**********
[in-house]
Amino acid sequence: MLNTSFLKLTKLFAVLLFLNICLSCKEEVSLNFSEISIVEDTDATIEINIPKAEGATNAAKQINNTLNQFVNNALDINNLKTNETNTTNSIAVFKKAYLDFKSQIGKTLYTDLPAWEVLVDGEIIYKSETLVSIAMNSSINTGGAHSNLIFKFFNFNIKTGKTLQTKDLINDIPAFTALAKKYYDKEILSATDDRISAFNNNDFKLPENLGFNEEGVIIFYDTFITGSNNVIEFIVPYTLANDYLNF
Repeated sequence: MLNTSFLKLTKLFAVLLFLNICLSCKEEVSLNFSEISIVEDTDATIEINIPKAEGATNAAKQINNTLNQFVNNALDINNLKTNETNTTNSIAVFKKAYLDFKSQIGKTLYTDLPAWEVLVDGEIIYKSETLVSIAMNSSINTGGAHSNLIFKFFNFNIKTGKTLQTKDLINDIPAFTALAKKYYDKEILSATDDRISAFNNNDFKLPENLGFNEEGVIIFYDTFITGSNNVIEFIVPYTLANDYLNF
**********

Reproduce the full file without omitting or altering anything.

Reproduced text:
[in-house]
Amino acid sequence: MLNTSFLKLTKLFAVLLFLNICLSCKEEVSLNFSEISIVEDTDATIEINIPKAEGATNAAKQINNTLNQFVNNALDINNLKTNETNTTNSIAVFKKAYLDFKSQIGKTLYTDLPAWEVLVDGEIIYKSETLVSIAMNSSINTGGAHSNLIFKFFNFNIKTGKTLQTKDLINDIPAFTALAKKYYDKEILSATDDRISAFNNNDFKLPENLGFNEEGVIIFYDTFITGSNNVIEFIVPYTLANDYLNF
Repeated sequence: MLNTSFLKLTKLFAVLLFLNICLSCKEEVSLNFSEISIVEDTDATIEINIPKAEGATNAAKQINNTLNQFVNNALDINNLKTNETNTTNSIAVFKKAYLDFKSQIGKTLYTDLPAWEVLVDGEIIYKSETLVSIAMNSSINTGGAHSNLIFKFFNFNIKTGKTLQTKDLINDIPAFTALAKKYYDKEILSATDDRISAFNNNDFKLPENLGFNEEGVIIFYDTFITGSNNVIEFIVPYTLANDYLNF